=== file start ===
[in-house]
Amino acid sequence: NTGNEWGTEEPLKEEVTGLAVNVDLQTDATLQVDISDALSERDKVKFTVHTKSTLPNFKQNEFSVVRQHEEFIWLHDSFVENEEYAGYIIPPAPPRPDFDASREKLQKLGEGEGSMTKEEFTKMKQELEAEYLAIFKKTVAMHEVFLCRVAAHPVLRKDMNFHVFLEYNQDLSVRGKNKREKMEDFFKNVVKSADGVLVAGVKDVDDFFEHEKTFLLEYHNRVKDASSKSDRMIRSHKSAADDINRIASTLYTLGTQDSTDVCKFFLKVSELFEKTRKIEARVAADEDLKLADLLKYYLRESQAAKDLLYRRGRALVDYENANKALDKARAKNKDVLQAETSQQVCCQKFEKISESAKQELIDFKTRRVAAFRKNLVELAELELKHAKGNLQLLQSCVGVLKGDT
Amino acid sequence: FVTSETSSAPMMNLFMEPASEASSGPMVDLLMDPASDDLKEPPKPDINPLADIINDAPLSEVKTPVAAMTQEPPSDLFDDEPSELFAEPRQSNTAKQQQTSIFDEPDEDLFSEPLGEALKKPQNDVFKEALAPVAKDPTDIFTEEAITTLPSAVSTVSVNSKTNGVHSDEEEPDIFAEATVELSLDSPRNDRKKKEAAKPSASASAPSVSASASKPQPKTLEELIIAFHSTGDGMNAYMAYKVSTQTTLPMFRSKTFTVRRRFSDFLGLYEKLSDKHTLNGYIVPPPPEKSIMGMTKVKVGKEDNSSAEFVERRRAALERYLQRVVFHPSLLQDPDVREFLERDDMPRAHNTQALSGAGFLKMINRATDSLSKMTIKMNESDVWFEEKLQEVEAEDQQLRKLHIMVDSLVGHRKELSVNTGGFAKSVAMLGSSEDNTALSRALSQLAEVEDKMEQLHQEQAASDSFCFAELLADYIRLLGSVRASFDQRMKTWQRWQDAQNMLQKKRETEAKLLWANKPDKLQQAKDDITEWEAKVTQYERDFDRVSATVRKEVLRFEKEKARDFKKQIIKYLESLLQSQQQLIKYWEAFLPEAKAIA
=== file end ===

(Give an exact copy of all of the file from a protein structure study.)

[in-house]
Amino acid sequence: NTGNEWGTEEPLKEEVTGLAVNVDLQTDATLQVDISDALSERDKVKFTVHTKSTLPNFKQNEFSVVRQHEEFIWLHDSFVENEEYAGYIIPPAPPRPDFDASREKLQKLGEGEGSMTKEEFTKMKQELEAEYLAIFKKTVAMHEVFLCRVAAHPVLRKDMNFHVFLEYNQDLSVRGKNKREKMEDFFKNVVKSADGVLVAGVKDVDDFFEHEKTFLLEYHNRVKDASSKSDRMIRSHKSAADDINRIASTLYTLGTQDSTDVCKFFLKVSELFEKTRKIEARVAADEDLKLADLLKYYLRESQAAKDLLYRRGRALVDYENANKALDKARAKNKDVLQAETSQQVCCQKFEKISESAKQELIDFKTRRVAAFRKNLVELAELELKHAKGNLQLLQSCVGVLKGDT
Amino acid sequence: FVTSETSSAPMMNLFMEPASEASSGPMVDLLMDPASDDLKEPPKPDINPLADIINDAPLSEVKTPVAAMTQEPPSDLFDDEPSELFAEPRQSNTAKQQQTSIFDEPDEDLFSEPLGEALKKPQNDVFKEALAPVAKDPTDIFTEEAITTLPSAVSTVSVNSKTNGVHSDEEEPDIFAEATVELSLDSPRNDRKKKEAAKPSASASAPSVSASASKPQPKTLEELIIAFHSTGDGMNAYMAYKVSTQTTLPMFRSKTFTVRRRFSDFLGLYEKLSDKHTLNGYIVPPPPEKSIMGMTKVKVGKEDNSSAEFVERRRAALERYLQRVVFHPSLLQDPDVREFLERDDMPRAHNTQALSGAGFLKMINRATDSLSKMTIKMNESDVWFEEKLQEVEAEDQQLRKLHIMVDSLVGHRKELSVNTGGFAKSVAMLGSSEDNTALSRALSQLAEVEDKMEQLHQEQAASDSFCFAELLADYIRLLGSVRASFDQRMKTWQRWQDAQNMLQKKRETEAKLLWANKPDKLQQAKDDITEWEAKVTQYERDFDRVSATVRKEVLRFEKEKARDFKKQIIKYLESLLQSQQQLIKYWEAFLPEAKAIA